By Stuart Braun

Deutsche Welle

The country's courts voided the dissident director's sentence last week, but Panahi is kept incarcerated in the notoriously harsh prison.

"I firmly declare that in protest against the illegal and inhumane behavior of the judicial and security apparatus and their hostage-taking, I have started a hunger strike since the morning of the 12th of Bahman (February 1)," wrote Panahi in a statement released by the filmmaker's wife, Tahereh Saeedi, and his son, Panah Panahi, on their Instagram accounts Wednesday evening, as first reported by film news site Deadline.

"I will refuse to eat and drink any food and medicine until the time of my release. I will remain in this state until perhaps my lifeless body is freed from prison," added the director, who is detained in Iran's notorious Evin prison.

Panahi was arrested in July 2022 in Tehran and ordered to serve a six-year sentence for "propaganda against the system" that had been suspended after he served two months in 2010.

His jailing came after the Golden Bear-winning director questioned the recent arrest of fellow filmmakers Mohammad Rasoulof and Mostafa Aleahmad — who on social media had called on their country's security forces to lay down their weapons during mass protests.

Iran's Supreme Court then invalidated Panahi's arrest in October, as the sentence had already passed Iran's 10-year statute of limitations period and was no longer applicable.

It was expected last week that the acclaimed filmmaker would be released on bail pending a retrial, but Iranian authorities have blocked his liberation process until now, which "is only an excuse for repression," Panahi told Deadline.

"By law, he should immediately be released on bail and his case reviewed again," his lawyer, Saleh Nikbakht, told AFP.

Meanwhile, Rasoulof was already released from prison on January 7 after being granted a two-week furlough for health reasons, Nikbakht said.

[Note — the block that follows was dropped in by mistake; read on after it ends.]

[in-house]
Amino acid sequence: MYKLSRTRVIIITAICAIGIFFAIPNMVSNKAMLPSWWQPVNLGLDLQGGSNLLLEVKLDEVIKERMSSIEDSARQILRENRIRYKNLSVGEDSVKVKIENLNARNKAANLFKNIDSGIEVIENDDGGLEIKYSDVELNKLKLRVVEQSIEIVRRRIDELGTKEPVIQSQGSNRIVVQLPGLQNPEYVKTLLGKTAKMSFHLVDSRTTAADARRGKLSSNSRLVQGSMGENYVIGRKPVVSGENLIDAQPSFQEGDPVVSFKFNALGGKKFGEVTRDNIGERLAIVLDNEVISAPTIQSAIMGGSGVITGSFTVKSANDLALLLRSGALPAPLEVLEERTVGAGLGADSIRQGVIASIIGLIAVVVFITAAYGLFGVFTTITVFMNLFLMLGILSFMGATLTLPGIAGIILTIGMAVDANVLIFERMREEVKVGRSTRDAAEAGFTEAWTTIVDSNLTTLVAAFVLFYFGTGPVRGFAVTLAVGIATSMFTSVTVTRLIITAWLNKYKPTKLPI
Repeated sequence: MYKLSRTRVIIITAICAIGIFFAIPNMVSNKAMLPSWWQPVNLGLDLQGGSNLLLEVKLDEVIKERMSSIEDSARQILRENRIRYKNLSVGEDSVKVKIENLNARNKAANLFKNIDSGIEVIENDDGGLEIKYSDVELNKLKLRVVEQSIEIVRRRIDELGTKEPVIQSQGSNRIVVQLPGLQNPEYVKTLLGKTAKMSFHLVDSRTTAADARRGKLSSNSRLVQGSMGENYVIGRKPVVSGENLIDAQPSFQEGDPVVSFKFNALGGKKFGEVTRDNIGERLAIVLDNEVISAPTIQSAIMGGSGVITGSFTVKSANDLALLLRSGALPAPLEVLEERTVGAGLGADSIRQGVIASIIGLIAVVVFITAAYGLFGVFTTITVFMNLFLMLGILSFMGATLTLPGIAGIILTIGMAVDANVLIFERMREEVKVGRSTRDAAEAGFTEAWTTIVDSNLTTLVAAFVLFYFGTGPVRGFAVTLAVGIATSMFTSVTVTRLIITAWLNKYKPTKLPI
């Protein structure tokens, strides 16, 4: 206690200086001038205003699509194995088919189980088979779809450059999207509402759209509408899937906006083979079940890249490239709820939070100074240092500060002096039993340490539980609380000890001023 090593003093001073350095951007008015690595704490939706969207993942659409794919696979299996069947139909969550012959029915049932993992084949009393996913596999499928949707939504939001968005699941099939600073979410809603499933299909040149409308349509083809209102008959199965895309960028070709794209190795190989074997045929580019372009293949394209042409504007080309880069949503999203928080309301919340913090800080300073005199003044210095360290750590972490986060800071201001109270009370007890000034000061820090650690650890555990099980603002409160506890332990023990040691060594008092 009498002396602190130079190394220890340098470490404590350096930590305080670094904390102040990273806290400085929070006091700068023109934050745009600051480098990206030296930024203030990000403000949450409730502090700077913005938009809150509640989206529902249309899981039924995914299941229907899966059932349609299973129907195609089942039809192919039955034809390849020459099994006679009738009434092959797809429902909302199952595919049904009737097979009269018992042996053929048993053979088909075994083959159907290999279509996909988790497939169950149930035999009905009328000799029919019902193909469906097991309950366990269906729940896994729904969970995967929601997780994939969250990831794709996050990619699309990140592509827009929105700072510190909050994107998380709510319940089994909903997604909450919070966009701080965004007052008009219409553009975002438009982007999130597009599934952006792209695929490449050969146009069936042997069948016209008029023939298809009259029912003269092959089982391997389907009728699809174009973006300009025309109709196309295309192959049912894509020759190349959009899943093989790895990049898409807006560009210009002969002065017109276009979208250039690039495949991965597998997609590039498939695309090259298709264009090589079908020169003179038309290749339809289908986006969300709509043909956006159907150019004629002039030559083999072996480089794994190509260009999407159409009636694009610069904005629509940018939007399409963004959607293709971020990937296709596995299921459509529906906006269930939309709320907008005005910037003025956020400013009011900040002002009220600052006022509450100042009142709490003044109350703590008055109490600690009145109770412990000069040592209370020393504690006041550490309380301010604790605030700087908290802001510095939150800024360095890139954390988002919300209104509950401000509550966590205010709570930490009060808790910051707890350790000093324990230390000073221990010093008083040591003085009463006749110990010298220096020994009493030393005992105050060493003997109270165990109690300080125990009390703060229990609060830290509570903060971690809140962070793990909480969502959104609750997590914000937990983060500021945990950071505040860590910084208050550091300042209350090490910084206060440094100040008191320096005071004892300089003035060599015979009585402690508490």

A composite of three photos of middle-aged men,  Jafar Panahi, Mohammad Rasoulof and Mostafa Alahmad.A composite of three photos of middle-aged men,  Jafar Panahi, Mohammad Rasoulof and Mostafa Alahmad.

Since 2010, Panahi has been banned from leaving Iran and from filmmaking and even writing scripts for 20 years.

Nonetheless, he has since directed five award-winning films by stealth, including his latest, the semi-autobiographical "No Bears" that won the special jury prize at the Venice Film Festival last October.

Ahead of the "No Bears" premiere in Venice, a protest on the red carpet led by Jury President Julianne Moore called for the release of its director. In a letter sent from prison, Panahi thanked supporters for "making noise" about the locking up of artists, but warned that the crackdown will continue.

The protests and subsequent wave of repression began when the Iranian regime tightened the hijab laws for women. The policy arguably led to the death of 22-year-old Kurdish-Iranian woman, Jina Mahsa Amini, on September 17 while in the custody of morality police — she had been picked up for not wearing the hijab correctly.

Amini's suspected murder was the trigger for subsequent and continuing mass protests that Panahi has also supported from prison.

More than 500 protesters have been killed in the crackdown since September 17, according to the group Human Rights Activists in Iran, and over 18,000 people have been detained.

Panahi's son Panah Panahi believes his father has been locked up as a warning to others.

"They want to keep the other artists silent by imprisoning Jafar," he told the Hollywood Reporter. "In general, this regime tries to imprison, from every field, a thought leader who is concerned about Iran and protests to serve as an example to others to keep their mouths shut." >>>